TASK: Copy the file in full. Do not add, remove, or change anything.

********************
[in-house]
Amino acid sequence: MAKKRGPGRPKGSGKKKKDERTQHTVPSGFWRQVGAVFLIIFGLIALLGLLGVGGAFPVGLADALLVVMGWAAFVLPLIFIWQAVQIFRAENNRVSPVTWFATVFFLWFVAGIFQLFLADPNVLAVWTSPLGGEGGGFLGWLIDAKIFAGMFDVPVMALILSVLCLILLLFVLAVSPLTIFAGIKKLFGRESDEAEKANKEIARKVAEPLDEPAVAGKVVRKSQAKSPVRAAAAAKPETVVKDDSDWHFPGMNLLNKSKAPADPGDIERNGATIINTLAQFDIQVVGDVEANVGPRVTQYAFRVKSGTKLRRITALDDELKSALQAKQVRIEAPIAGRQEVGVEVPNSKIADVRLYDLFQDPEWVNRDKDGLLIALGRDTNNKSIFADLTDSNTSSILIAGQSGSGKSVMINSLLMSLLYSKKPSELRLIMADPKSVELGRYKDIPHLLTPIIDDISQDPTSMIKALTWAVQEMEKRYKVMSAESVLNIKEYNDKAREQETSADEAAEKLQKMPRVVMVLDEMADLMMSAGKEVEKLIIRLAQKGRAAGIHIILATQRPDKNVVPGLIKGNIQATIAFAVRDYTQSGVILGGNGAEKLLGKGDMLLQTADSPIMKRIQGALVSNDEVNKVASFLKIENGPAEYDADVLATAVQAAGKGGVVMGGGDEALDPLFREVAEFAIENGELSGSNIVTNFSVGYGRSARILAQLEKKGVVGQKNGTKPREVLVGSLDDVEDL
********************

[in-house]
Amino acid sequence: MAKKRGPGRPKGSGKKKKDERTQHTVPSGFWRQVGAVFLIIFGLIALLGLLGVGGAFPVGLADALLVVMGWAAFVLPLIFIWQAVQIFRAENNRVSPVTWFATVFFLWFVAGIFQLFLADPNVLAVWTSPLGGEGGGFLGWLIDAKIFAGMFDVPVMALILSVLCLILLLFVLAVSPLTIFAGIKKLFGRESDEAEKANKEIARKVAEPLDEPAVAGKVVRKSQAKSPVRAAAAAKPETVVKDDSDWHFPGMNLLNKSKAPADPGDIERNGATIINTLAQFDIQVVGDVEANVGPRVTQYAFRVKSGTKLRRITALDDELKSALQAKQVRIEAPIAGRQEVGVEVPNSKIADVRLYDLFQDPEWVNRDKDGLLIALGRDTNNKSIFADLTDSNTSSILIAGQSGSGKSVMINSLLMSLLYSKKPSELRLIMADPKSVELGRYKDIPHLLTPIIDDISQDPTSMIKALTWAVQEMEKRYKVMSAESVLNIKEYNDKAREQETSADEAAEKLQKMPRVVMVLDEMADLMMSAGKEVEKLIIRLAQKGRAAGIHIILATQRPDKNVVPGLIKGNIQATIAFAVRDYTQSGVILGGNGAEKLLGKGDMLLQTADSPIMKRIQGALVSNDEVNKVASFLKIENGPAEYDADVLATAVQAAGKGGVVMGGGDEALDPLFREVAEFAIENGELSGSNIVTNFSVGYGRSARILAQLEKKGVVGQKNGTKPREVLVGSLDDVEDL